Sports as a tool to prevent disorientation among the young

The common threats that cause disorientation among the youth

In all fairness, the period of adolescence and the great span of youth is largely a turbulent one which is often peppered by a series of distractions that can hinder the overall development of an individual. Pierre de Coubertin had stressed how the Olympic athlete is the ideal role model and the key values of Olympism which harps on Excellence, Friendship and Respect should work in tandem in creating this perfect individual who will be able to lead.

In fact, Coubertin believed that the Olympic Games serves as a rite of passage for a youngster to inculcate some of the best moral and social values in life through sport and in that process, transform into a mature and responsible individual of the society. In his keynote speech, Dr. Stephan Wassong explained in detail how this thought process worked and pointed out how ultimately through sport and physical activity, the demand is to create this responsible individual who can easily play a constructive role in the social fabric.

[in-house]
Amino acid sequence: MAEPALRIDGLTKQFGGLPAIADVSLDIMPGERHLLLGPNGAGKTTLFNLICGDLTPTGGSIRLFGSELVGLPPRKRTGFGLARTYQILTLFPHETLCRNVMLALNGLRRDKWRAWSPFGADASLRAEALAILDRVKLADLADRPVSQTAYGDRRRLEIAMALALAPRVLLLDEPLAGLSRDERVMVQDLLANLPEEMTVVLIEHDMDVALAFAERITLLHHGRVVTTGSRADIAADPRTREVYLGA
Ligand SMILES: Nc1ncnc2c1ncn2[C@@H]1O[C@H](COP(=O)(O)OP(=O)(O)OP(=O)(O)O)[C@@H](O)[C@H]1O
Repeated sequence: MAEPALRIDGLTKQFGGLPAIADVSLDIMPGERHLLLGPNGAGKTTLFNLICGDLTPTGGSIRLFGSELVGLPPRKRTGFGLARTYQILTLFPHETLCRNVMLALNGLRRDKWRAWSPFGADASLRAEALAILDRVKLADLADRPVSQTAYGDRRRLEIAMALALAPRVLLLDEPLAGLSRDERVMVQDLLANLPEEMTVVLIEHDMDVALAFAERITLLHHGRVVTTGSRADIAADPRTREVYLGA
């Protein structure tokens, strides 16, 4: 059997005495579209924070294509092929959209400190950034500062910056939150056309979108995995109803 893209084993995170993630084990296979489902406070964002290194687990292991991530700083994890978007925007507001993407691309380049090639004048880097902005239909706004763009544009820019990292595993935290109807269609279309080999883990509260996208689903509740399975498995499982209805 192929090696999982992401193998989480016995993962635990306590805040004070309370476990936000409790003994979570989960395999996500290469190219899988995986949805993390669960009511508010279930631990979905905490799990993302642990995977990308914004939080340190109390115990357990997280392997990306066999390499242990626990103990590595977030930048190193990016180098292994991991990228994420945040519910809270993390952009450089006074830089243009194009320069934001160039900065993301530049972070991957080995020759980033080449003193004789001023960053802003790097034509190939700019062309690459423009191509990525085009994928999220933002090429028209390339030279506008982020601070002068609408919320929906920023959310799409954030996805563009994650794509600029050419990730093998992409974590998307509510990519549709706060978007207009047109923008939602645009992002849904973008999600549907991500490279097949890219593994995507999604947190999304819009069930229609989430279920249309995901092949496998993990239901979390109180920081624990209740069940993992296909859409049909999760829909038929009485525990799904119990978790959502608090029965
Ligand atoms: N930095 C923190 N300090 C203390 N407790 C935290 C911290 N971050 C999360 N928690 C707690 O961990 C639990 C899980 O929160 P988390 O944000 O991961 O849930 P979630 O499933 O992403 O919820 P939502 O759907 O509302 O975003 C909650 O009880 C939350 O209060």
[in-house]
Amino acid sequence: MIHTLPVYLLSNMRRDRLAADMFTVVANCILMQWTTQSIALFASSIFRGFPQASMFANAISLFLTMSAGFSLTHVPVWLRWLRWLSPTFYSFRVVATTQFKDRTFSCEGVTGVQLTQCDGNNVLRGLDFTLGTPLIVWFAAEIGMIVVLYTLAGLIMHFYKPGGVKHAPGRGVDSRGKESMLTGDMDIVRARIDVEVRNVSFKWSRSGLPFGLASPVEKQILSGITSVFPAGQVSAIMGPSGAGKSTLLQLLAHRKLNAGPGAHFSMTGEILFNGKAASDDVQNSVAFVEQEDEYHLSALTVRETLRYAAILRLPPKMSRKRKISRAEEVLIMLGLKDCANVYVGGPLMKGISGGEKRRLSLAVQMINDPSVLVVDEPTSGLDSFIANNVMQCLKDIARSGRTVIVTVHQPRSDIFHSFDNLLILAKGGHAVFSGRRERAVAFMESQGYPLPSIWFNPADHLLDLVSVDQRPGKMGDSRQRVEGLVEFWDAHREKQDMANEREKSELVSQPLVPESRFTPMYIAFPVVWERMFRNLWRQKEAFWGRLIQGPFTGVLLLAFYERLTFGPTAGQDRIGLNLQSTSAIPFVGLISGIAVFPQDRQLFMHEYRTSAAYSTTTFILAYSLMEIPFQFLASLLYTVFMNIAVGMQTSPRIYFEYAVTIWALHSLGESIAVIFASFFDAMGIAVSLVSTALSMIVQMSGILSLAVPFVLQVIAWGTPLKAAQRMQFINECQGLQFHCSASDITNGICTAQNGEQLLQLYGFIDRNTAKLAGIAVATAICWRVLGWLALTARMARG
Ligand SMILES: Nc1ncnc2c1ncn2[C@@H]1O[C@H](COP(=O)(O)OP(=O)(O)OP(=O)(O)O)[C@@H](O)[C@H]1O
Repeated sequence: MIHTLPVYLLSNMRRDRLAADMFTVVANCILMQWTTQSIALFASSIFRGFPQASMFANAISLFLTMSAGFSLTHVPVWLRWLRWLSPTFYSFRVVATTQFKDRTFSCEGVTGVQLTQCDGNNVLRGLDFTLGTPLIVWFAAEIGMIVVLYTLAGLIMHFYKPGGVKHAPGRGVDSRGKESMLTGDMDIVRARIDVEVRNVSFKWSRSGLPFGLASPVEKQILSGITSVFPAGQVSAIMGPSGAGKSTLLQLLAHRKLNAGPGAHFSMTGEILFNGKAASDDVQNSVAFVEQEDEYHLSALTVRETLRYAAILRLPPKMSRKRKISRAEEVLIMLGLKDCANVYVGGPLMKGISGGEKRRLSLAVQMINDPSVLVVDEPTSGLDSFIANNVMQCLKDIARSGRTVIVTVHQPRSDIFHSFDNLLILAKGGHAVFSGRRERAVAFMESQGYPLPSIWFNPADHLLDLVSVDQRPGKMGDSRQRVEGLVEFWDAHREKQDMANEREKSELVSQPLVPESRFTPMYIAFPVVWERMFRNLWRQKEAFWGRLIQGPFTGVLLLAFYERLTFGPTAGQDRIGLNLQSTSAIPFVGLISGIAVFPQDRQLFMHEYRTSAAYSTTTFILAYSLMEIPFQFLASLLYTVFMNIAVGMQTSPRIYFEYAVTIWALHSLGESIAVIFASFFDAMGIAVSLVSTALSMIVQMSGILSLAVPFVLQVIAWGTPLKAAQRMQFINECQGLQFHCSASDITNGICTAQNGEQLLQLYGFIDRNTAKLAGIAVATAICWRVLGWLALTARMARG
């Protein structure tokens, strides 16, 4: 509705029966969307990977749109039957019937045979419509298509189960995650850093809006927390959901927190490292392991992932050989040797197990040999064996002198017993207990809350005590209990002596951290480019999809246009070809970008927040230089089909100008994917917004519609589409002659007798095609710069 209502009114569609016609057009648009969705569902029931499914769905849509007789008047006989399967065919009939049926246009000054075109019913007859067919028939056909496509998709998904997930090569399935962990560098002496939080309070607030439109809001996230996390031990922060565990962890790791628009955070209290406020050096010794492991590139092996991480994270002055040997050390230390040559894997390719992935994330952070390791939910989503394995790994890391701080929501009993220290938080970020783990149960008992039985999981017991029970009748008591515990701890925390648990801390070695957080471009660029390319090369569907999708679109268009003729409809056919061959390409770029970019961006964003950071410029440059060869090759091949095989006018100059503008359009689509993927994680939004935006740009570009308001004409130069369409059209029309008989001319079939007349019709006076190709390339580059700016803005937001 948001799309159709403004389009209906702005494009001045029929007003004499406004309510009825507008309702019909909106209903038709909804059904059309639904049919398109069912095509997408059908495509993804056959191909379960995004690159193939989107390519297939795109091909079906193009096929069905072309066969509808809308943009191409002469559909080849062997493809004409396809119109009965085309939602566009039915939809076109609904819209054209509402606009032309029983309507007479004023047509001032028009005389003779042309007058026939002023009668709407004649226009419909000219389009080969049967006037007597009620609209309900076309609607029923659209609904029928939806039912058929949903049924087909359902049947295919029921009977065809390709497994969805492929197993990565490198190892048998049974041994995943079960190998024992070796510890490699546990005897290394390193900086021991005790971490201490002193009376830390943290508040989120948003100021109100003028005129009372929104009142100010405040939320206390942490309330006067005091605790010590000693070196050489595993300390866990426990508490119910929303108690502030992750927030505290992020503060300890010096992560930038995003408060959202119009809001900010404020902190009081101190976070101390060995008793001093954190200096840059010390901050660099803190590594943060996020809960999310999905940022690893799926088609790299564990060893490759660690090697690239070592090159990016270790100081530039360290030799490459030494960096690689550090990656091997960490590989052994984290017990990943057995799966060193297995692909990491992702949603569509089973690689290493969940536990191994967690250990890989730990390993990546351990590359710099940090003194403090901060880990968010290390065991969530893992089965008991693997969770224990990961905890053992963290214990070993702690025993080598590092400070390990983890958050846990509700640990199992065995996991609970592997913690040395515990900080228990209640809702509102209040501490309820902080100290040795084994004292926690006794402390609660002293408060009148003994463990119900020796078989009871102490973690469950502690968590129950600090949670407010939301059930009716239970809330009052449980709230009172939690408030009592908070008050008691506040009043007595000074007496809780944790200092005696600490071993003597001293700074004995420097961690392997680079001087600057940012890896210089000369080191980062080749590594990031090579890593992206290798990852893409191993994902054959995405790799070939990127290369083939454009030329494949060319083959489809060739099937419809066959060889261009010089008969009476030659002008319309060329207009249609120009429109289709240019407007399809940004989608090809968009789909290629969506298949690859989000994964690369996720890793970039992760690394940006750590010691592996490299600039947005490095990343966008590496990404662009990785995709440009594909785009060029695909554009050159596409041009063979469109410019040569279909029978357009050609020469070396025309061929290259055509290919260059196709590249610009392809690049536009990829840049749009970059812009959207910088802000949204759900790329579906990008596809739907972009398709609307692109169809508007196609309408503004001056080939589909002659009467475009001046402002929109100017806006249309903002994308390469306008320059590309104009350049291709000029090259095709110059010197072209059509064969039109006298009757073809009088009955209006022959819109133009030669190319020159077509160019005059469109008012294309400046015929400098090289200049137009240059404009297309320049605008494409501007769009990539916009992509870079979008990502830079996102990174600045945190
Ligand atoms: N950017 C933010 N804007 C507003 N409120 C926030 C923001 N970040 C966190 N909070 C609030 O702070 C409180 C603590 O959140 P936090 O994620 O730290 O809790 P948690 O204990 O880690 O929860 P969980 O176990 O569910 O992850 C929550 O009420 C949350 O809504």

Dr. Wassong insisted that Olympism is not a panacea - the be-all and end-all of every problem in the world but rather, how imbibing the values laid down by Olympism can help in problem-solving in the future. Olympism has to be given a realistic chance and for that, a lot of awareness has to be created and it is through the help of the creation of a supporting environment nurtured by the IOC, the various study programmes, training programmes, foundations like the Abhinav Bindra Foundation that Olympism and its values can be passed on to create individuals who can cause an impact socially and most importantly, in a positive manner.

By keeping the youth engaged in physical activities and churning them out as individuals with values, they will be able to combat the myriad perilous distractions that plague their life with a different perspective as well.

The youth isn't the future only, it is the present also

The esteemed panellists along with the keynote speaker, Dr. Wassong, the moderator, Arka Bhattacharya and Amit Malik

With the keynote address setting the mood appropriately for the discussion that followed, the esteemed guest panellists engaged in a fruitful discussion about how sports can be used in a meaningful way and used to usher in change. All the panellists - Dr. Ben Sanders, Hilla Davidov and Ravi Nayse were in unanimous agreement to the fact that the COVID-19 pandemic has brought about a drastic change in sports development programmes as we would know it and several organizations fear for their survival in the present context.